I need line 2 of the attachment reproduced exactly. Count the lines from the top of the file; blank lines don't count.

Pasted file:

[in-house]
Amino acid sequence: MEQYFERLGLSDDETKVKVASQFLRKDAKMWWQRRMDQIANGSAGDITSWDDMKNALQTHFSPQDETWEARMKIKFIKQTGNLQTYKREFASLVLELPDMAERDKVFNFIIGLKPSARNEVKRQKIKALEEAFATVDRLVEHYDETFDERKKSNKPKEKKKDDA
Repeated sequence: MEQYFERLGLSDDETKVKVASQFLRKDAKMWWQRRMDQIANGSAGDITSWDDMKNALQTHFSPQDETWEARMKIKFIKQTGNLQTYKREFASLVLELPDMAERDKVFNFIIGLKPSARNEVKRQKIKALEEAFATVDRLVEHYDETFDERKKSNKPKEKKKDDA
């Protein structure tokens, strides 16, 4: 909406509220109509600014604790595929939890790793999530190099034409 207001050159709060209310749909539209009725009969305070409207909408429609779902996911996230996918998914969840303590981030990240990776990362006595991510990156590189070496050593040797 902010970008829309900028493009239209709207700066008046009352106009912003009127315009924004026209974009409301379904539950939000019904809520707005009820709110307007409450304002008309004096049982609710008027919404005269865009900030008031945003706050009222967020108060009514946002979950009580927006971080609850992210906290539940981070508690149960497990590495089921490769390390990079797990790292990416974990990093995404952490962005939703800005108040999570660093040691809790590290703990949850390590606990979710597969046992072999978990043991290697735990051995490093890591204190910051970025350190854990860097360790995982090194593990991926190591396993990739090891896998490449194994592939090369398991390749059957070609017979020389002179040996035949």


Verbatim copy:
Amino acid sequence: MEQYFERLGLSDDETKVKVASQFLRKDAKMWWQRRMDQIANGSAGDITSWDDMKNALQTHFSPQDETWEARMKIKFIKQTGNLQTYKREFASLVLELPDMAERDKVFNFIIGLKPSARNEVKRQKIKALEEAFATVDRLVEHYDETFDERKKSNKPKEKKKDDA